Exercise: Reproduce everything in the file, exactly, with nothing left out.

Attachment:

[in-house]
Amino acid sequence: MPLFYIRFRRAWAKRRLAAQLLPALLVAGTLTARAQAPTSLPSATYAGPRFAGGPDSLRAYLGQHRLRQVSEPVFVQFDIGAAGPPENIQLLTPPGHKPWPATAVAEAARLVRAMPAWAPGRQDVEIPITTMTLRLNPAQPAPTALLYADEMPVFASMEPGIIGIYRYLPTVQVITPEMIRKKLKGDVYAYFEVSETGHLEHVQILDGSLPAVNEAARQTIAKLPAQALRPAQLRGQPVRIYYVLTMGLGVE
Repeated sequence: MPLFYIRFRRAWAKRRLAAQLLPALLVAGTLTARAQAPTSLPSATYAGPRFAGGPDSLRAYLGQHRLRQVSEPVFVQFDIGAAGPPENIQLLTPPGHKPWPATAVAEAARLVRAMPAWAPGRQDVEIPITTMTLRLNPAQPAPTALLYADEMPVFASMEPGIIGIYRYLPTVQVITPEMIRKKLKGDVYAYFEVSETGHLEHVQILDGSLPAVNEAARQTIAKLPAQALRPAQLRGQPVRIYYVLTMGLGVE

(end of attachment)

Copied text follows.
[in-house]
Amino acid sequence: MPLFYIRFRRAWAKRRLAAQLLPALLVAGTLTARAQAPTSLPSATYAGPRFAGGPDSLRAYLGQHRLRQVSEPVFVQFDIGAAGPPENIQLLTPPGHKPWPATAVAEAARLVRAMPAWAPGRQDVEIPITTMTLRLNPAQPAPTALLYADEMPVFASMEPGIIGIYRYLPTVQVITPEMIRKKLKGDVYAYFEVSETGHLEHVQILDGSLPAVNEAARQTIAKLPAQALRPAQLRGQPVRIYYVLTMGLGVE
Repeated sequence: MPLFYIRFRRAWAKRRLAAQLLPALLVAGTLTARAQAPTSLPSATYAGPRFAGGPDSLRAYLGQHRLRQVSEPVFVQFDIGAAGPPENIQLLTPPGHKPWPATAVAEAARLVRAMPAWAPGRQDVEIPITTMTLRLNPAQPAPTALLYADEMPVFASMEPGIIGIYRYLPTVQVITPEMIRKKLKGDVYAYFEVSETGHLEHVQILDGSLPAVNEAARQTIAKLPAQALRPAQLRGQPVRIYYVLTMGLGVE